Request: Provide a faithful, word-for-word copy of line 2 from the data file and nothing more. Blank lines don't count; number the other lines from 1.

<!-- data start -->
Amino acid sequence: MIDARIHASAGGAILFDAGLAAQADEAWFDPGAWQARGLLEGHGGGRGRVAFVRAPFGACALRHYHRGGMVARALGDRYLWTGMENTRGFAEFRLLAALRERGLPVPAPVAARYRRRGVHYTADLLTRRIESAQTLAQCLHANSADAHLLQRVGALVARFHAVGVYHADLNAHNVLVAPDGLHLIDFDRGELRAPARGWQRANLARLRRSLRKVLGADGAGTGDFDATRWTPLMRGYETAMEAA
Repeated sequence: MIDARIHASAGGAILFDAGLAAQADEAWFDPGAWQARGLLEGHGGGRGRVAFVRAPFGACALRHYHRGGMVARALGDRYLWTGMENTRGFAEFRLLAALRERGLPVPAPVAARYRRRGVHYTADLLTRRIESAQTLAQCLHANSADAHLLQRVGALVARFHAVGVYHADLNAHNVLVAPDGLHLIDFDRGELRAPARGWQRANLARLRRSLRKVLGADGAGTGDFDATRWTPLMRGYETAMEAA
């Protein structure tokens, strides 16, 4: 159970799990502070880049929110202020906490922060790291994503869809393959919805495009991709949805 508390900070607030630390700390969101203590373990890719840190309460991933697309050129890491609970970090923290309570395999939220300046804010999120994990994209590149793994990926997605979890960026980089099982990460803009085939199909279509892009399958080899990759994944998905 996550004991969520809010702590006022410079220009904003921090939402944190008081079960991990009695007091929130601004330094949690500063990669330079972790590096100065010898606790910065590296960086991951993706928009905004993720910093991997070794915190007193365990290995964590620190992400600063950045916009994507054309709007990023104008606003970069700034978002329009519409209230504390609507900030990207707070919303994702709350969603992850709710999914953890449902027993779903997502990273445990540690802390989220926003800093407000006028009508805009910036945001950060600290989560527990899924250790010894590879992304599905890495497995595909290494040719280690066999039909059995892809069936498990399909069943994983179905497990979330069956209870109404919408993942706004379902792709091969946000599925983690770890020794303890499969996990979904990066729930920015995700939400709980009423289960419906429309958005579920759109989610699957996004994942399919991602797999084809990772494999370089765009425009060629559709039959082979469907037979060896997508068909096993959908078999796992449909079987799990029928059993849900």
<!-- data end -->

Repeated sequence: MIDARIHASAGGAILFDAGLAAQADEAWFDPGAWQARGLLEGHGGGRGRVAFVRAPFGACALRHYHRGGMVARALGDRYLWTGMENTRGFAEFRLLAALRERGLPVPAPVAARYRRRGVHYTADLLTRRIESAQTLAQCLHANSADAHLLQRVGALVARFHAVGVYHADLNAHNVLVAPDGLHLIDFDRGELRAPARGWQRANLARLRRSLRKVLGADGAGTGDFDATRWTPLMRGYETAMEAA